I bet you never thought that I’d prepare something like this in my kitchen. I can’t believe this happened or that I would admit to it publicly. Why would anyone ever think this is a good idea? But Joe heard someone on talk radio mention they had eaten tater tot nachos and, suddenly, we had to try them! With persistent
nagging encouragement from Joe, I found this recipe which seemed similar to the one discussed on that satanic talk show. Don’t believe what anyone says about tater tots being a good substitute for nacho chips. Unless, perhaps, you deep fry them, they aren’t going to hold up the toppings, and instead you’ll be eating a mushy pile of guilt.
I don’t like talking about guilt or feeling guilty when I eat. Generally, if I decide I’m going to eat something that I know isn’t the healthiest food choice, I’ll enjoy it without the guilt. I’m not going to be one of those people who, as she is stuffing her face down a large waffle cone of ice cream, is simultaneously saying “Oh, I really shouldn’t have this.” Guilt won’t make it taste better or healthier and I’m not going to apologize to onlookers for my decadent choice. But with these tater tot nachos, I just couldn’t get away from feeling guilty about eating a serving of tots with cheese, sausage and sour cream. Not as my arteries shrieked as it went down. You might say this is because this decadence wasn’t my idea, and you’d be right.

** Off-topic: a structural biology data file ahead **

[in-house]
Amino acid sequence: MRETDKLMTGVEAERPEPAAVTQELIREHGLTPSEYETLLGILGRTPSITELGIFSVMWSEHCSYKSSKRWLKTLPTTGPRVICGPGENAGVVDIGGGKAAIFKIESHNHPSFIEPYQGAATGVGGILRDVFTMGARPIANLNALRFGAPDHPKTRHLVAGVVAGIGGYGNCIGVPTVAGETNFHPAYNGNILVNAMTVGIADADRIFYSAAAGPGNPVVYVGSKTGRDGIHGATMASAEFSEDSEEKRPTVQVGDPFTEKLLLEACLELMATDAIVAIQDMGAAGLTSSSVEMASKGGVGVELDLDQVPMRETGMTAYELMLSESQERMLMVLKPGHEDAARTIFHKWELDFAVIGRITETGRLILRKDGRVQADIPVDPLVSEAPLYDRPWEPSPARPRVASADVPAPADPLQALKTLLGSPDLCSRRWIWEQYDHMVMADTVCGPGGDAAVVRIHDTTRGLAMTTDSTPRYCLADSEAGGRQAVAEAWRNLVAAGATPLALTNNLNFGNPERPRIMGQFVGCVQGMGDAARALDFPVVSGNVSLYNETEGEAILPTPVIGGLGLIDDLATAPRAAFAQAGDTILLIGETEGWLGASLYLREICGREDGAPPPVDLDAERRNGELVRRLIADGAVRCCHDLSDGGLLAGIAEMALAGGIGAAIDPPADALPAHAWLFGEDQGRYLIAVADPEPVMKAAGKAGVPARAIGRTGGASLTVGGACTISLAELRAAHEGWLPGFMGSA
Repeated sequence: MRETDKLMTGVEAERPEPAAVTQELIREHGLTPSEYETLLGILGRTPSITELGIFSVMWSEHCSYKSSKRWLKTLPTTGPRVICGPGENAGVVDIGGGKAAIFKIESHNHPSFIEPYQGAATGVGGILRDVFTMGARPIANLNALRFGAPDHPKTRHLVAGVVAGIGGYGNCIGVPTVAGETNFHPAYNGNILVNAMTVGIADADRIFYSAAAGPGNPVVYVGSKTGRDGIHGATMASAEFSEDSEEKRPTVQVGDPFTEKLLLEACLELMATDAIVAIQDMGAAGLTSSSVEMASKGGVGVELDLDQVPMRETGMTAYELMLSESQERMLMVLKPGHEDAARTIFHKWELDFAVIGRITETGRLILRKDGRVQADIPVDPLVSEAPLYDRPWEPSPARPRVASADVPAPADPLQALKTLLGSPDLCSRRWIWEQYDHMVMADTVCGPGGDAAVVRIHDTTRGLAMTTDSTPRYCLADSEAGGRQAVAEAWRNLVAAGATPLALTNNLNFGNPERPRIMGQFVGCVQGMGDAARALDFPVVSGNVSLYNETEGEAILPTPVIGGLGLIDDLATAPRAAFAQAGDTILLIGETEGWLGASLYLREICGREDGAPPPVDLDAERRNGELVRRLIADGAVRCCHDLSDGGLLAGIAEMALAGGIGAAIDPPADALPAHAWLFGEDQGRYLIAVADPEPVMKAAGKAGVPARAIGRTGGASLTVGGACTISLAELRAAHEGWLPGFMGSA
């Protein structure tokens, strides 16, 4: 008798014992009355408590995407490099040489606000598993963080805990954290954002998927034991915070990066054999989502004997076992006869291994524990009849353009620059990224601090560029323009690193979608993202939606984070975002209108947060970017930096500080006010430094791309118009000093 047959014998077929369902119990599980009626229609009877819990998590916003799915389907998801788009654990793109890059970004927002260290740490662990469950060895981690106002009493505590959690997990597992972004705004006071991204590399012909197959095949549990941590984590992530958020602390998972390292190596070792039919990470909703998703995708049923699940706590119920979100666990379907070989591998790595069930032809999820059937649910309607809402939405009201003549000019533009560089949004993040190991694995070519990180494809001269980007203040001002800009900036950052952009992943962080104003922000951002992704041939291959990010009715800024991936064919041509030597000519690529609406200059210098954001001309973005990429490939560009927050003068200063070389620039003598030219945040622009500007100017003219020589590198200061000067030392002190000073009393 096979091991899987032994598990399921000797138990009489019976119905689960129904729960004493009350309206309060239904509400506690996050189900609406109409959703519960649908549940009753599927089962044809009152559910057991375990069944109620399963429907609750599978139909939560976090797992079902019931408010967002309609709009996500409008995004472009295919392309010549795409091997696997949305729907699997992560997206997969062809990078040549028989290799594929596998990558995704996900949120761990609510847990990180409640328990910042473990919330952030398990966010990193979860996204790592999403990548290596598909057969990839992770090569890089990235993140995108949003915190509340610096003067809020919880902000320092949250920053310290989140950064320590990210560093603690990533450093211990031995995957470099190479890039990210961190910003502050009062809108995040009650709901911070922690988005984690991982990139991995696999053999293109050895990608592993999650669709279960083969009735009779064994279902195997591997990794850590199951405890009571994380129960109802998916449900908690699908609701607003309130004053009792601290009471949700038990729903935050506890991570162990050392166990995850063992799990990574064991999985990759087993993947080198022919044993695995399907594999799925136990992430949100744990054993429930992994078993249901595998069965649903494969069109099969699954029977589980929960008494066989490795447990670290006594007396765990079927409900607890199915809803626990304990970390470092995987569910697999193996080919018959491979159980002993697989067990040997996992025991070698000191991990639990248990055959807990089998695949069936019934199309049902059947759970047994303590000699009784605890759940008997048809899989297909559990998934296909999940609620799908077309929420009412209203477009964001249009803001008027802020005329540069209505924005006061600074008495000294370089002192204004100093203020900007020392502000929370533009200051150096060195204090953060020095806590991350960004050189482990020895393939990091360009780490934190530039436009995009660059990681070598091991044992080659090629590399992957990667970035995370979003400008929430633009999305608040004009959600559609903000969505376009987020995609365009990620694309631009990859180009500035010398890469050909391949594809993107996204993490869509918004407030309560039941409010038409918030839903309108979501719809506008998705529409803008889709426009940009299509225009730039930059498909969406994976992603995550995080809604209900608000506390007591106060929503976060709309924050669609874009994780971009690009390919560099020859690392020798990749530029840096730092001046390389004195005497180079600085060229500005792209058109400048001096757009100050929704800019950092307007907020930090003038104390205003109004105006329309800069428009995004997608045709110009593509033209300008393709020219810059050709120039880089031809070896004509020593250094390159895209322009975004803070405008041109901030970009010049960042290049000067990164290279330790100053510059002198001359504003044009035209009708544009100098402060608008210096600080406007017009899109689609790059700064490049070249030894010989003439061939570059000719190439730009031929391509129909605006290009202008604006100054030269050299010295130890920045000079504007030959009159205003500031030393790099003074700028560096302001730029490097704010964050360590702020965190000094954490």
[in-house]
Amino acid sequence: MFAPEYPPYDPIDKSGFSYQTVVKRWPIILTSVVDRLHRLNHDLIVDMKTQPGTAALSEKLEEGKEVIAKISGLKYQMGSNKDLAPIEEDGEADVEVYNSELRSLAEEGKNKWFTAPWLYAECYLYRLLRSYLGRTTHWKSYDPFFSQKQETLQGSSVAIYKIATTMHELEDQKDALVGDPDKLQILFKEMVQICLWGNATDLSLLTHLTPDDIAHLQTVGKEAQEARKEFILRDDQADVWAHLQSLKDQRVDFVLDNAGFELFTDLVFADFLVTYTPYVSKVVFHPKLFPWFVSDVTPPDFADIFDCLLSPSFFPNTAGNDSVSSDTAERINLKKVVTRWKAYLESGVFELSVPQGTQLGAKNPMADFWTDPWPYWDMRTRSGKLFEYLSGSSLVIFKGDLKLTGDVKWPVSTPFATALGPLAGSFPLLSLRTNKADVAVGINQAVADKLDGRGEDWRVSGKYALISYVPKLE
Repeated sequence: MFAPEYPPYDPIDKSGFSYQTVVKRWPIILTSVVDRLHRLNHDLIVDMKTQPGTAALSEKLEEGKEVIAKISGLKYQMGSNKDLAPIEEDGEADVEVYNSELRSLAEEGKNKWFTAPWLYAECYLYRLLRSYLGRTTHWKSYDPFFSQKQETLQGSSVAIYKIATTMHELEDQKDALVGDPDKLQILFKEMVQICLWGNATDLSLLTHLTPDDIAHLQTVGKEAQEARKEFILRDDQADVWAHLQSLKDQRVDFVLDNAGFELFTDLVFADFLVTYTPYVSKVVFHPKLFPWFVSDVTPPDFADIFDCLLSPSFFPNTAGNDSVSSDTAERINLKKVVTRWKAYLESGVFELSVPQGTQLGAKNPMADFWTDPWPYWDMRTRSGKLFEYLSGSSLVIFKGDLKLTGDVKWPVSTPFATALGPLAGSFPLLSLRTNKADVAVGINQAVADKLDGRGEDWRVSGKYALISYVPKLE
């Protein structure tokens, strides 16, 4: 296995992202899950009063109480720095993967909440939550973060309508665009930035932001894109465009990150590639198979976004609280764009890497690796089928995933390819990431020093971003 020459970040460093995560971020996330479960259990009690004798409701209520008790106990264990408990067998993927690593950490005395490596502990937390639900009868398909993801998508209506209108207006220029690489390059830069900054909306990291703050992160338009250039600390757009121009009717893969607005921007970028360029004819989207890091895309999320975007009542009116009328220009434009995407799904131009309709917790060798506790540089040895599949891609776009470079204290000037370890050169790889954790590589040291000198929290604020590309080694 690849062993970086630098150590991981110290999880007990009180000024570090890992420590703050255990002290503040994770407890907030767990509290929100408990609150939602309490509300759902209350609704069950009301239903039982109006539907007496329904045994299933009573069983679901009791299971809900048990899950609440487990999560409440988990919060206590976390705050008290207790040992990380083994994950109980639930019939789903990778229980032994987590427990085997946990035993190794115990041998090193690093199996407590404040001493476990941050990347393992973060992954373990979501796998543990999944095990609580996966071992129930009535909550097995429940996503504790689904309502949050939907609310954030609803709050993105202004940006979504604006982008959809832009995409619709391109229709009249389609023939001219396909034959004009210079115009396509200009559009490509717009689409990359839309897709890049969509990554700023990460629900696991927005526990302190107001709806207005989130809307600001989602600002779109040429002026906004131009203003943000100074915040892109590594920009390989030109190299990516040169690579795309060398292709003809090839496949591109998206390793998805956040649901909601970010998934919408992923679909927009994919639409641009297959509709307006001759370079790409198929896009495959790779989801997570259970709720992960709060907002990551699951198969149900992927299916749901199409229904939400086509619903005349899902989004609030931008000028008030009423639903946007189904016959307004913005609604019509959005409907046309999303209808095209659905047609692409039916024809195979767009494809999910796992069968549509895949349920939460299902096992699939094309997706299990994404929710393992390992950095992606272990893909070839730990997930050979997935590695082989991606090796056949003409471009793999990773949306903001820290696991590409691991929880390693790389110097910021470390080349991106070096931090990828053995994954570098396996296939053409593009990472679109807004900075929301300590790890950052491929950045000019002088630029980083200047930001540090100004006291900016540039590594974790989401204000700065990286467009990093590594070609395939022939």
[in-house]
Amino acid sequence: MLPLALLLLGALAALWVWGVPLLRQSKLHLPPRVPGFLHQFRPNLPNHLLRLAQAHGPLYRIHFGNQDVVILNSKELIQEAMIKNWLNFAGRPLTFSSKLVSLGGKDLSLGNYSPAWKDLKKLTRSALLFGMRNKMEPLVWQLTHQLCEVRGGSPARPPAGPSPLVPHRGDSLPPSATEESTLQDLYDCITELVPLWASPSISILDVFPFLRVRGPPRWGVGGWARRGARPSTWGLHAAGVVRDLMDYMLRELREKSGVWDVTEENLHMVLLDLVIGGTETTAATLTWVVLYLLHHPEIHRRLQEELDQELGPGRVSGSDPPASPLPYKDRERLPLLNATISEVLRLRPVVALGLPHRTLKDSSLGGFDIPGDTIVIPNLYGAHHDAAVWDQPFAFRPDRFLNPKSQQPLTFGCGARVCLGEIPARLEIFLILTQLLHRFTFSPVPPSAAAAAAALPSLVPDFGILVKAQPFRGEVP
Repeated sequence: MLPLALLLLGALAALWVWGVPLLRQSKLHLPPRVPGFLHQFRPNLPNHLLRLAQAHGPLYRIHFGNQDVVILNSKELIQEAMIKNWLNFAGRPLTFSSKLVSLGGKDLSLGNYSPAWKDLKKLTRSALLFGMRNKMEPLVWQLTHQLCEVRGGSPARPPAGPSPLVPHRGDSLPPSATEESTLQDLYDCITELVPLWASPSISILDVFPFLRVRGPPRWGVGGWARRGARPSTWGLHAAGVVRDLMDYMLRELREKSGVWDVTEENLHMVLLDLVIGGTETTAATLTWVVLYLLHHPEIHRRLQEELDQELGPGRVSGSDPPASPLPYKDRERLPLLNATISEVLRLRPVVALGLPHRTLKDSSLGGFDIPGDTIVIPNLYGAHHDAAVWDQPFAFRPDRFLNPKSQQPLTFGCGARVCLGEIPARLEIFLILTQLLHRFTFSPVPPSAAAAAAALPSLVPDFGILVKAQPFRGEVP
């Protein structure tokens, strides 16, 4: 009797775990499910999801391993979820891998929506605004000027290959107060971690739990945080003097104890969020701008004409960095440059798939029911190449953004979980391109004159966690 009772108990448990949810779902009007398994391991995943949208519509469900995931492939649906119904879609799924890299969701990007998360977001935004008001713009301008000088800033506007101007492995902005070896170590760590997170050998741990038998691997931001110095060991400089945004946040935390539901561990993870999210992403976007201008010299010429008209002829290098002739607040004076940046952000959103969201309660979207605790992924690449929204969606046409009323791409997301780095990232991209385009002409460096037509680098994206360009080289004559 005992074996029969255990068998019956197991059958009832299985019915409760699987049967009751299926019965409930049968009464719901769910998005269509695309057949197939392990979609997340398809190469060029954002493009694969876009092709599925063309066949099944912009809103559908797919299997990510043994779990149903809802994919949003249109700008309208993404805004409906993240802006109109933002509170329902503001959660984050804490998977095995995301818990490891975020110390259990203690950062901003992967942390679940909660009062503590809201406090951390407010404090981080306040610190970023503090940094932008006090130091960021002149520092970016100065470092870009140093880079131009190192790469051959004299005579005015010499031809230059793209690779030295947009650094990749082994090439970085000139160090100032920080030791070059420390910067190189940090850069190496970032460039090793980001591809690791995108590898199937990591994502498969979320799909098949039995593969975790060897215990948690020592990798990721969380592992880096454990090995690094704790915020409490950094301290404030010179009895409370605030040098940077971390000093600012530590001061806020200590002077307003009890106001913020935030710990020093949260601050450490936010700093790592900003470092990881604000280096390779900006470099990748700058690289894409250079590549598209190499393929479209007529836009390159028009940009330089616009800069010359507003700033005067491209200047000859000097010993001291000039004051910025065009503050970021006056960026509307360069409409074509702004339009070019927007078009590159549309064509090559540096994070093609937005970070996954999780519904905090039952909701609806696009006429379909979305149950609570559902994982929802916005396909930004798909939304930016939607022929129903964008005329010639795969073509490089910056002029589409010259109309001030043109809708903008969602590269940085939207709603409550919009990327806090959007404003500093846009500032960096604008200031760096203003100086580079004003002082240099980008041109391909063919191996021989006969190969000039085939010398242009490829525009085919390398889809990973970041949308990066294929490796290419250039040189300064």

Okay, now for the counter balancing point of view. If you like tater tots (and, like most of you, I do like this childhood favorite form of greasy potato), and you get good sausage and delicious cheese, this can taste pretty good. Oh, and if you fry up a whole ton of peppers from your garden along with the onions, you can increase the health factor of this dish. Oh, and did you notice the abundance of green toppings I sprinkled on top? Still… not healthy. It’s not a recipe I will repeat and it’s definitely not going into The Delicious Dozen.
At this point in the post, I bet you can guess the wrong way to go about testing and choosing dishes for your Delicious Dozen. If you try recipes that run contrary to all of your normal eating and dietary preferences, chances are they won’t become contenders. Just because some radio talking heads say it’s good, if it doesn’t fit the way you normally eat, it’s not going to make you or your family happy. I forgot to mention that Louisa wasn’t a big fan of the tater tot nachos any more than I was, and Joe didn’t seem to love them, either. He didn’t go for a triple helping.
On the other hand, here are the ways you might want to approach the challenge of putting together your family’s list of Delicious Dozen recipes, if you’ve accepted my reasons for wanting to take on this challenge.
1. Think about your most basic requirements for a repeatable, favorite, family friendly recipe. Will each dish have to fall within a certain cost per person served? Will it need to be completed from start to finish in under an hour? 30 minutes? 10 minutes? Will it need to be prepared with non-perishable ingredients such as frozen vegetables because you don’t get to the market frequently?
2. Do you have health dietary requirements in your family? Religious restrictions? Allergy constraints? Vegetarians to please? Need gluten-free ingredients?
3. Look at grandma’s recipes and other traditional recipes that have always been prepared in your extended family. Those recipes have become favorites for a reason. Could they become part of your nuclear family’s dozen favorites?
4. Finally, what are your family’s favorite ingredients? Can you find recipes that incorporate those ingredients? And dessert favorites, such as chocolate, don’t count unless you’re going to make chicken with mole sauce one of your go-to recipes!
Take five minutes now and write down your basic requirements for a list of Delicious Dozen recipes for your family. Later this week we’ll talk about places you can begin to find recipes to test as you begin to work on your collection.